Jakarta Globe, Dessy Sagita, November 28, 2012
|Unicef and other groups are promoting the message in Indonesia’s rural|
areas that exclusive breastfeeding for the first six months is the best way to
ensure proper nutrition for infants and avoid stunting in later life.
(JG Photos/Jenny Marc)
With breastfeeding rates still low in Indonesia, the Health Ministry has called on medical professionals, including doctors and midwives, to stop cooperating with infant formula producers that offer incentives for promoting their products.
“Incentives such as going on a pilgrimage or overseas trips are clearly not allowed,” the Health Ministry’s director general for nutrition and child and maternal health, Slamet Riyadi Yuwono, said on Tuesday.
Formula producers providing such incentives are violating a government regulation on breastfeeding that was issued in March of this year.
The regulation, which is aimed at increasing the six-month exclusive breastfeeding prevalence rate in Indonesia, also requires companies to include a lactation room for female workers.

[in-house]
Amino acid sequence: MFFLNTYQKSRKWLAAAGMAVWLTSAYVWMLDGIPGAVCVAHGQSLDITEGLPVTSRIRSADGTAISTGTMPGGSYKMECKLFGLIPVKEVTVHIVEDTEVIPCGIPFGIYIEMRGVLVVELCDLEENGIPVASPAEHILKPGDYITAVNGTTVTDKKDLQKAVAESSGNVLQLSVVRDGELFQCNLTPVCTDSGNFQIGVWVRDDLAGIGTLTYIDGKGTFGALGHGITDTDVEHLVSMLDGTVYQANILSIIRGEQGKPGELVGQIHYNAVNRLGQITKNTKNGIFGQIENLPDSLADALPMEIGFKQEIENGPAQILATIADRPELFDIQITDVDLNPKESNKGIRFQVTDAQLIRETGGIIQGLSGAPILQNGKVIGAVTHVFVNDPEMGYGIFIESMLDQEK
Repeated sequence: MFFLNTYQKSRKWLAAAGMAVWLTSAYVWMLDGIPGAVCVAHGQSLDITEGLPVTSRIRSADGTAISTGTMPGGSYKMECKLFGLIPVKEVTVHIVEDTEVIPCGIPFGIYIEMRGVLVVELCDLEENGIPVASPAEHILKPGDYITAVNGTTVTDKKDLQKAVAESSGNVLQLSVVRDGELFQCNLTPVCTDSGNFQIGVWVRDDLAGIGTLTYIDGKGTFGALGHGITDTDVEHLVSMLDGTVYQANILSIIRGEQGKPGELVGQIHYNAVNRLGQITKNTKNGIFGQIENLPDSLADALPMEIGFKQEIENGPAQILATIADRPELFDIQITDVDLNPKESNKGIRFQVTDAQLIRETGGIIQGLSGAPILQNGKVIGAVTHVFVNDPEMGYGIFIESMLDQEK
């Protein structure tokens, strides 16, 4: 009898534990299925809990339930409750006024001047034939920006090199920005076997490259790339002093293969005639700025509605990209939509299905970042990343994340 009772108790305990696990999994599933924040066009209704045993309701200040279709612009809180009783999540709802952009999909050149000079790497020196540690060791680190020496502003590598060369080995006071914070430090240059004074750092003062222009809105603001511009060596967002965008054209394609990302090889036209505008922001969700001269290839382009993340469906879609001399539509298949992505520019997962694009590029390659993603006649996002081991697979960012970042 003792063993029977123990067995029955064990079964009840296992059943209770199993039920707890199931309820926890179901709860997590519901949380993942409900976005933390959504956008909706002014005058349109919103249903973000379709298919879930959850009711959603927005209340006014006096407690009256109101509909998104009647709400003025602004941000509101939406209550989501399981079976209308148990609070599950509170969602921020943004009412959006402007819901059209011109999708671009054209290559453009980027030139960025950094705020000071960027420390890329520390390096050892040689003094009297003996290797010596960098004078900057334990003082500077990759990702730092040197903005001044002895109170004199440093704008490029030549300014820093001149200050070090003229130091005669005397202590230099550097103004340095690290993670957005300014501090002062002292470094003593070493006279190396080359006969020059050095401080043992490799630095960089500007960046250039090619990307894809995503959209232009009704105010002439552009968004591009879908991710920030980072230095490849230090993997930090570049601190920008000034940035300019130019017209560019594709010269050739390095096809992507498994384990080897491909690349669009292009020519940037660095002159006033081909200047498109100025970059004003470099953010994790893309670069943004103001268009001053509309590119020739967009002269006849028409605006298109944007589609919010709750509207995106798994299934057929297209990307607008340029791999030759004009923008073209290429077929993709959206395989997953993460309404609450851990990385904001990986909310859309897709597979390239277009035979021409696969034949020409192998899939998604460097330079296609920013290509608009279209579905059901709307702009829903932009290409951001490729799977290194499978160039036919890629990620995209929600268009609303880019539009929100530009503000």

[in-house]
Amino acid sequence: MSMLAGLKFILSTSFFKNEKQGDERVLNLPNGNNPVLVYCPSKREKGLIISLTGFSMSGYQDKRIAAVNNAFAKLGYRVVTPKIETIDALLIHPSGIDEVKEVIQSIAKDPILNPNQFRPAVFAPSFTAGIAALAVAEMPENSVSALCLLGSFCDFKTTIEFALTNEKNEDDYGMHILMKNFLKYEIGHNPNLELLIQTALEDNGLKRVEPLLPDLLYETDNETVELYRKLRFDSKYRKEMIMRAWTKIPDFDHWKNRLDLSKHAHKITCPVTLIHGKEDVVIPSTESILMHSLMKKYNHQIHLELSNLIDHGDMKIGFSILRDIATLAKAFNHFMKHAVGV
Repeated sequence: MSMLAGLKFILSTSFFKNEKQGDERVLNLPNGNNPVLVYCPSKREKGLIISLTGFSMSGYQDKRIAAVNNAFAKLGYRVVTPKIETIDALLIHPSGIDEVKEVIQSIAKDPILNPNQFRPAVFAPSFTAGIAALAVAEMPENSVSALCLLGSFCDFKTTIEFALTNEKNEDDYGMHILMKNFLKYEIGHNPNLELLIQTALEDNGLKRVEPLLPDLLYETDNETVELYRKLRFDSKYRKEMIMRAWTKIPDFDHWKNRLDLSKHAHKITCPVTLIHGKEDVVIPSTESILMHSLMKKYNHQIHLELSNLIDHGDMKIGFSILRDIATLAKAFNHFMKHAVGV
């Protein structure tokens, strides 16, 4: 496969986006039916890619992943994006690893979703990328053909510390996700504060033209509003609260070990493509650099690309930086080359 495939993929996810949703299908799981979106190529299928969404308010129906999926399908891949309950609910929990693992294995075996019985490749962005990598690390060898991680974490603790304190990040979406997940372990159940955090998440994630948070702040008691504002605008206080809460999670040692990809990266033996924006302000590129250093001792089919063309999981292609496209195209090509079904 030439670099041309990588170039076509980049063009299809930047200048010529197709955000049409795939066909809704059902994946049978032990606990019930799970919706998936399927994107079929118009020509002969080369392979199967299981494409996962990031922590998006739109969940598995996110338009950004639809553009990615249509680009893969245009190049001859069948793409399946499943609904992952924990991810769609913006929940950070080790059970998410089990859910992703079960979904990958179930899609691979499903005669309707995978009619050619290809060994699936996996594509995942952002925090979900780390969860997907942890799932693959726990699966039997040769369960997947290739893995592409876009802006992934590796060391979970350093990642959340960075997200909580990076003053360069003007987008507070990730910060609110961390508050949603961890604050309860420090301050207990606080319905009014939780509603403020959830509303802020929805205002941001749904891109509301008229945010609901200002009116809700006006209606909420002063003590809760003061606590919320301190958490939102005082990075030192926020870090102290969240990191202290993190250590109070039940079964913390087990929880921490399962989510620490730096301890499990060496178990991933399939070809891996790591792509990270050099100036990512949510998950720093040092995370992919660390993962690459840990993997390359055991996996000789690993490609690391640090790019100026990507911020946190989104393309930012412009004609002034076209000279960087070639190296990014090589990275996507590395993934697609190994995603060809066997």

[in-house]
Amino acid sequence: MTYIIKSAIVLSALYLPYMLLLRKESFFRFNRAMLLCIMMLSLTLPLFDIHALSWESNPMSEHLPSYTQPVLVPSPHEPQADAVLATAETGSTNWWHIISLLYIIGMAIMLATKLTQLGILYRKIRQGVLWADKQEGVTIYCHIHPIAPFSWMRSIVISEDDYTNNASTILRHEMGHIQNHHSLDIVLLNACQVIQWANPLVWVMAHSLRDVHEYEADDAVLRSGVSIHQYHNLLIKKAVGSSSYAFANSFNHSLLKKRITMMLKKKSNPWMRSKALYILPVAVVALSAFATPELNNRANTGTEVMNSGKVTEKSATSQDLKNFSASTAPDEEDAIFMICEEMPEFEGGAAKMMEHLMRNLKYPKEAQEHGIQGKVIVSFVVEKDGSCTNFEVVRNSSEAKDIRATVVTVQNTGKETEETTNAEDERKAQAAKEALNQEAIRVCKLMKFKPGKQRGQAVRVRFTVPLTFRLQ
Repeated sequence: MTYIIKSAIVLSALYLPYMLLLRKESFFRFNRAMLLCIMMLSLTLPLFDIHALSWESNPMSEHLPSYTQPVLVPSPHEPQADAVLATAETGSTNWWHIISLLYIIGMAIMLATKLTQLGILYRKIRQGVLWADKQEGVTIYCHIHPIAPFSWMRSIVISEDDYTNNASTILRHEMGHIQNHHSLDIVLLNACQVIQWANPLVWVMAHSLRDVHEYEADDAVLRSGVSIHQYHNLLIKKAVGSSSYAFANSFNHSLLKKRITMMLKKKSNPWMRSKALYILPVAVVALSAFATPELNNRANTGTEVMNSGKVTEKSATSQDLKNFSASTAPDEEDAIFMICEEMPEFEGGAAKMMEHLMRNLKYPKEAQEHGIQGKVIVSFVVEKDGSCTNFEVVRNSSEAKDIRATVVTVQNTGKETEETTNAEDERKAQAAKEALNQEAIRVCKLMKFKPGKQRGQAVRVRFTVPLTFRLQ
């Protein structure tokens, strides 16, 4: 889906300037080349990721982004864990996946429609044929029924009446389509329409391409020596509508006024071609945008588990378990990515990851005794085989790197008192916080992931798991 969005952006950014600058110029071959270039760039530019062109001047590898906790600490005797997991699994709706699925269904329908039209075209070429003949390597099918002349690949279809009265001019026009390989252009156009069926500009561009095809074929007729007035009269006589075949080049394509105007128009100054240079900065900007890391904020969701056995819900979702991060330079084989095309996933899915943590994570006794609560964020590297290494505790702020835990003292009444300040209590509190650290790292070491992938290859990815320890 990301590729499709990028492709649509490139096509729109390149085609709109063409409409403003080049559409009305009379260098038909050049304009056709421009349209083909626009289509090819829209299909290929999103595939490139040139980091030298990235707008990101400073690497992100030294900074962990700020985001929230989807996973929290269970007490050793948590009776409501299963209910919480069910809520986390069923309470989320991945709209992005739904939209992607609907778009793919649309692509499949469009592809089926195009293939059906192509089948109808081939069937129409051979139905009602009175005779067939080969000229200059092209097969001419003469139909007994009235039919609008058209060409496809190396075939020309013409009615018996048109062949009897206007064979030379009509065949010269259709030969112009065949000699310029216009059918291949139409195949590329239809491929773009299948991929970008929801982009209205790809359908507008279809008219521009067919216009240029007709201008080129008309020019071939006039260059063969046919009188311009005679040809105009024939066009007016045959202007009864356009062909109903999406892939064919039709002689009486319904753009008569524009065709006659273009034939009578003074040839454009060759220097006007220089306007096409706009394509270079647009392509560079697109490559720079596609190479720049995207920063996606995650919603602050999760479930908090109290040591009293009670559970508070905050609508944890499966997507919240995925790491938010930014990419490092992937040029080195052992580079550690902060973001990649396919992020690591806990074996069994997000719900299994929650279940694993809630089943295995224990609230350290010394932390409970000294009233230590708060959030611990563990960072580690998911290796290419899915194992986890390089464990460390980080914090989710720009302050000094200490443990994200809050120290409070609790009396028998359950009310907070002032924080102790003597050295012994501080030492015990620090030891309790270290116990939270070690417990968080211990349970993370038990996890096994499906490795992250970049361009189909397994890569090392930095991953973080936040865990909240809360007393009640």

“Formula milk producers can still give sponsorship for seminars and trainings,” Slamet explained. “But no commitments are allowed between formula milk producers and medical professionals with regards to purchasing or product promotion.”
Slamet said that the Health Ministry is drafting a decree that will regulate sanctions for those who violate the government’s regulation on breastfeeding in detail. “We’re drafting it, from the lightest to the harshest [sanctions]. Hopefully the ministerial decree can take effect as of March 1, 2013, a year after the regulation was issued.”
Slamet said that the sanctions could come in the form of verbal or written warnings, or permit revocation for companies that refuse to provide lactation rooms.
Slamet said that the government is hoping to see the six-month exclusive breastfeeding prevalence rate increase to 40 percent by 2014 from 26.6 percent currently.
“It’s still very low now. [But] we’re confident it can increase to 40 to 50 percent with the cooperation of all parties,” the official said.
Slamet called on businessmen to see compliance with the regulation as an investment. “We want [the companies] to see the lactation room they provide as investment in female workers’ human capital.”